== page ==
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Buy Excel files - histories and forecasts of production and wells split into any category for all countries and regions
Vertical axis in chart corresponds to thousands of barrels of oil equivalent per day.
Oil - fossil oil produced from on and offshore reservoirs, including tight sands/shales; and liquids extracted from gas.
Gas - sales gas produced from on and offshore reservoirs, including tight sands/shales and coal beds.O
Full breakdowns are available in datafiles.
Vertical axis in chart corresponds to number of wells spudded in year including stand-alone sidetracks.
Wells in chart include those drilled in exploratory and development categories for oil and gas, but excluding CBM.
Full breakdowns are available in datafiles.
China first produced significant quantities of oil (from the Yumen fields in Gansu Province) in 1939. The Karamay fields in the Junggar Basin in Xinjiang Province began to be exploited in 1956 with exploration of the Songliao basin in northeast China beginning in 1958. In 1959, Songji-3, the first oil well in the region, was drilled in the southern part of the central basin in Heilongjiang Province and the Daqing oil field, China’s largest field, started producing from here in 1960.
Petroleum exploration of the Bohai Bay basin had commenced in 1955. In 1962 the large Shengli field in Shandong Province came onstream followed by the Dagang field in Hebei Province and the Liaohe field in Liaoning Province in the mid 1960s. By 1970 production from Daqing, along with lesser quantities from these and other fields in the Bohai Bay Basin, the Ordos Basin, the Qaidam Basin, and the Sichuan Basin, had surpassed 600,000 bbls per day. The country had also begun to export oil to Japan. Meanwhile in the early 1960s the first parts of a gas infrastructure were installed in the populous northeast of the country to make use of associated gas production.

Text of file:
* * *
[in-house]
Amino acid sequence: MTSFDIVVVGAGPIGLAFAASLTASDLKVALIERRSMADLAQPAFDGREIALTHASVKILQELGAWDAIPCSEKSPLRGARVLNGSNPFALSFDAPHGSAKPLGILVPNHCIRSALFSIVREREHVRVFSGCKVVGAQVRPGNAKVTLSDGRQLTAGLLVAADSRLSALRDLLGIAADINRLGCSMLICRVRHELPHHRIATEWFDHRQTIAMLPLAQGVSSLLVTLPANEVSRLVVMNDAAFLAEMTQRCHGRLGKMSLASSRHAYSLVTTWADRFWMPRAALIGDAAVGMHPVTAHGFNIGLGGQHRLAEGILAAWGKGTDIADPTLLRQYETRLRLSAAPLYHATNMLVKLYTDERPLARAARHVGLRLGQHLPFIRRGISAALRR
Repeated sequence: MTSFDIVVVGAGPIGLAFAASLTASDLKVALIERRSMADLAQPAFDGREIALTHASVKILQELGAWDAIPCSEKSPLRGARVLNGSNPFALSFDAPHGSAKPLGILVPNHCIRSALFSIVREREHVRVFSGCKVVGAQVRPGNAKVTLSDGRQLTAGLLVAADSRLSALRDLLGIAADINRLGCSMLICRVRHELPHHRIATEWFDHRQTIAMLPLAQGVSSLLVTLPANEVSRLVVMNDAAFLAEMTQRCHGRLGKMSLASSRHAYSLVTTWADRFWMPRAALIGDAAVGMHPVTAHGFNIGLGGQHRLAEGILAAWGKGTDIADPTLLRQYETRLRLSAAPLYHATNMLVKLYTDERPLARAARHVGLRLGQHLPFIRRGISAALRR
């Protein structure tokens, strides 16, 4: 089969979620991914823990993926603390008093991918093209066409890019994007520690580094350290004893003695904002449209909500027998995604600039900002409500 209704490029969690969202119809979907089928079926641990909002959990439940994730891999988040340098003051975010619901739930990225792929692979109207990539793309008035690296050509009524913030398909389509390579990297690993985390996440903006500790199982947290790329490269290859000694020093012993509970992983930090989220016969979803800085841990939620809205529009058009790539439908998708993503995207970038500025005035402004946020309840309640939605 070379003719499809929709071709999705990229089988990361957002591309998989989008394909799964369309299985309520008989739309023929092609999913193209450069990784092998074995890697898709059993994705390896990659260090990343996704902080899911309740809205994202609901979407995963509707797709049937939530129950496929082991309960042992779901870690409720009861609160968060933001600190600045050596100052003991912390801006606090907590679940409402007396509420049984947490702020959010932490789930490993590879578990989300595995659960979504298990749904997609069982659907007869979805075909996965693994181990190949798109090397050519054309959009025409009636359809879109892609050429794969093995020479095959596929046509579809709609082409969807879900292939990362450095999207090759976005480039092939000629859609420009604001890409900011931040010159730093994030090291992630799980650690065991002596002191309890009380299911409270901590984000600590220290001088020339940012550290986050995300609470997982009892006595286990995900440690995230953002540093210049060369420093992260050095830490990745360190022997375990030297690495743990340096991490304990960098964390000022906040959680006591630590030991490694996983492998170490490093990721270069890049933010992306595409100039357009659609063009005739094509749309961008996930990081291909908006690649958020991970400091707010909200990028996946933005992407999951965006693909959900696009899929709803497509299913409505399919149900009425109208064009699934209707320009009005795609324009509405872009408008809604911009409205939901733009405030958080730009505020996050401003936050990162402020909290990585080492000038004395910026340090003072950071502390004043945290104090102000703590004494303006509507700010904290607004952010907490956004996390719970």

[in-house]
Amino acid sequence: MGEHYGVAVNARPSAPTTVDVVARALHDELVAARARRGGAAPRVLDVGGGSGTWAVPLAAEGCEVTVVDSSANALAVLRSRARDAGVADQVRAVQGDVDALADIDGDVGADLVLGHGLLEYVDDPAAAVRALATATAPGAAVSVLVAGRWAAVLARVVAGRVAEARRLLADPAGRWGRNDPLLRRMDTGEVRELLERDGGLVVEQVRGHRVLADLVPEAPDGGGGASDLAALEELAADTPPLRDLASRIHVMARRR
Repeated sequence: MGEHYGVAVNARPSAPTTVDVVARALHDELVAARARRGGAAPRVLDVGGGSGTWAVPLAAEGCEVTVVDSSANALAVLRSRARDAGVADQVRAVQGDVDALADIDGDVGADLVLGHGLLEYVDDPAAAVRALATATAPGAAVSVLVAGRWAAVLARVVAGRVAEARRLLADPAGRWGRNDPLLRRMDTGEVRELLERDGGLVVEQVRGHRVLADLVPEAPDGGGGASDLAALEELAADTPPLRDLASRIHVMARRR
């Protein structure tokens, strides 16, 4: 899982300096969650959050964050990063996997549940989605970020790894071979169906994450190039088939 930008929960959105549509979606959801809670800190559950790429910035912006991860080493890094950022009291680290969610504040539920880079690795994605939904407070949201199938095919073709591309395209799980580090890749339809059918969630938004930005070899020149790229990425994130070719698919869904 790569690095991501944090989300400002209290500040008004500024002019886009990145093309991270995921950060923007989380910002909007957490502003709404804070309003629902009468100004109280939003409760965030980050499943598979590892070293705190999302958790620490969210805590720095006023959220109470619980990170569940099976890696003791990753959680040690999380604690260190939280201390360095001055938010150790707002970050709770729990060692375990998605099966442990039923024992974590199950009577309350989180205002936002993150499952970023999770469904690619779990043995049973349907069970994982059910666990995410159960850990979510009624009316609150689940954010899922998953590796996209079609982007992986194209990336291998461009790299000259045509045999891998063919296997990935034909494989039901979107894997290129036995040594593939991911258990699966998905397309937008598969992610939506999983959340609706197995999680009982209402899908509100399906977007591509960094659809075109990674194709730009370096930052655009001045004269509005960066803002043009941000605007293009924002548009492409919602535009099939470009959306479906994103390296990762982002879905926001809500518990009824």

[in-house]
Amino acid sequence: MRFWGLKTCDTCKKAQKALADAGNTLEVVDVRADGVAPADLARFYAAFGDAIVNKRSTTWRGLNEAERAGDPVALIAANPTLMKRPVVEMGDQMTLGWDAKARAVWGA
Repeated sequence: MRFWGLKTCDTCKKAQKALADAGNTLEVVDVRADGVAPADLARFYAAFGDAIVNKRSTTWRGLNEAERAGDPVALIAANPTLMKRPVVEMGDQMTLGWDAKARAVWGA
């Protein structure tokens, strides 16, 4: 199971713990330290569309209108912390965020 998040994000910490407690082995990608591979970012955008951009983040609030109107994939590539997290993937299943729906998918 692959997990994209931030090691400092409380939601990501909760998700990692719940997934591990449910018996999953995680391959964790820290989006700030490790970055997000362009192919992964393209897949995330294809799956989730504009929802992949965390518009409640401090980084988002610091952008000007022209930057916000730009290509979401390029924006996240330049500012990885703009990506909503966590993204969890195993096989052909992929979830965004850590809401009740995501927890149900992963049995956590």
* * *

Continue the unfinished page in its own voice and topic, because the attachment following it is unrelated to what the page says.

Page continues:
After 1970 exploration and production activity increased rapidly with oil output rising to a peak in 2010 at over 4 million barrels per day. Gas production grew to nearly 140 bcm a year and is still rising. Drilling numbers have increased even more rapidly with the country now capable of drilling over 20,000 wells a year. Only 1500 wells were drilled in 1970 and a little over 8000 in 2000. About 2% of current drilling is offshore.
Production from Daqing had grown to over 1 million barrels per day by 1978 and this stayed steady until persistent decline began around 2000. The Shengli, Liaohe and Dagang fields together managed to surpass a million barrels per day in the 1980s but are now also slowly declining. Other significant accumulations found after 1970 in the northeast include the Huabei field located on a plateau in the central section of Hebei Province and the Zhongyuan field located on the border of Shandong and Henan Province, both discovered in 1975.
The Sichuan basin, where modern wells were first drilled in 1953, began producing gas in 1969 and the region is now the largest gas producer in China closely followed by the Ordos and Tarim Basins. New gas fields are still being exploited in Sichuan including Puguang and Yuanba and most recently Chuandongbei, which are all sustaining exports from the region.
The Changqing gas field, located in the Ordos Basin, is the largest gas field in China. It came onstream in 1995 and also produces substantial volumes of oil. Gas production from this one field peaked at nearly 20 bcm a year in 2015. Concerted gas exploration in the Tarim Basin did not begin until 1989 although some oil had been produced here since 1974. CNPC conducted comprehensive exploration between 1989 and 1995 growing output to around 16 bcm a year by 2008.
Other smaller oil and gas fields have been developed in western China. The northwest margin of the Junggar Basin has been productive since the discovery of the Karamay group of fields in the 1950s. Along with these remote producers in Xinjiang Province, the Turpan-Hami fields, onstream in 1974, deliver oil from the southern part of this basin as does the Cainan field, discovered in 1991 and put onstream in 1995. Despite intense exploration and development activity in recent years most of these fields are at plateau or declining.
Around 25% of China’s oil production and 14% of its gas production originates from offshore waters of which over half of the oil comes from Bohai Bay. Here offshore production began in 1977 and around 70 fields produce in shallow and very shallow waters, the largest being Penglai 19-3 which came onstream in 2002.